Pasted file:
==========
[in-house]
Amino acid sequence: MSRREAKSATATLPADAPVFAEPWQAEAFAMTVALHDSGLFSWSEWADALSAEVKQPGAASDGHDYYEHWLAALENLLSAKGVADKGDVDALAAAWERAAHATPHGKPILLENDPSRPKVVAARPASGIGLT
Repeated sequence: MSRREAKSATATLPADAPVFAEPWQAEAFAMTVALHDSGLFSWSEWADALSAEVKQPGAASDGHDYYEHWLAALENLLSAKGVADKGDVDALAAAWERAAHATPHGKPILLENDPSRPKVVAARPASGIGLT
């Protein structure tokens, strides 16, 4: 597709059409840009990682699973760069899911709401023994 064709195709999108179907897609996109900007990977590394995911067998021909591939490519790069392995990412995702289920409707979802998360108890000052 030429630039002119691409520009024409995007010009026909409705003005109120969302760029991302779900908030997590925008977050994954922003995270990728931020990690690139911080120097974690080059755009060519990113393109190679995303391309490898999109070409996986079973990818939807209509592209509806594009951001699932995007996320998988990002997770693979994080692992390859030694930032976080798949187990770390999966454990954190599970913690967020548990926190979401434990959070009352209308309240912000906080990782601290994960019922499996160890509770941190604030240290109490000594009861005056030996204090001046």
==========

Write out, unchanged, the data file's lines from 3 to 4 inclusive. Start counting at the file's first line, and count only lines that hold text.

Repeated sequence: MSRREAKSATATLPADAPVFAEPWQAEAFAMTVALHDSGLFSWSEWADALSAEVKQPGAASDGHDYYEHWLAALENLLSAKGVADKGDVDALAAAWERAAHATPHGKPILLENDPSRPKVVAARPASGIGLT
């Protein structure tokens, strides 16, 4: 597709059409840009990682699973760069899911709401023994 064709195709999108179907897609996109900007990977590394995911067998021909591939490519790069392995990412995702289920409707979802998360108890000052 030429630039002119691409520009024409995007010009026909409705003005109120969302760029991302779900908030997590925008977050994954922003995270990728931020990690690139911080120097974690080059755009060519990113393109190679995303391309490898999109070409996986079973990818939807209509592209509806594009951001699932995007996320998988990002997770693979994080692992390859030694930032976080798949187990770390999966454990954190599970913690967020548990926190979401434990959070009352209308309240912000906080990782601290994960019922499996160890509770941190604030240290109490000594009861005056030996204090001046």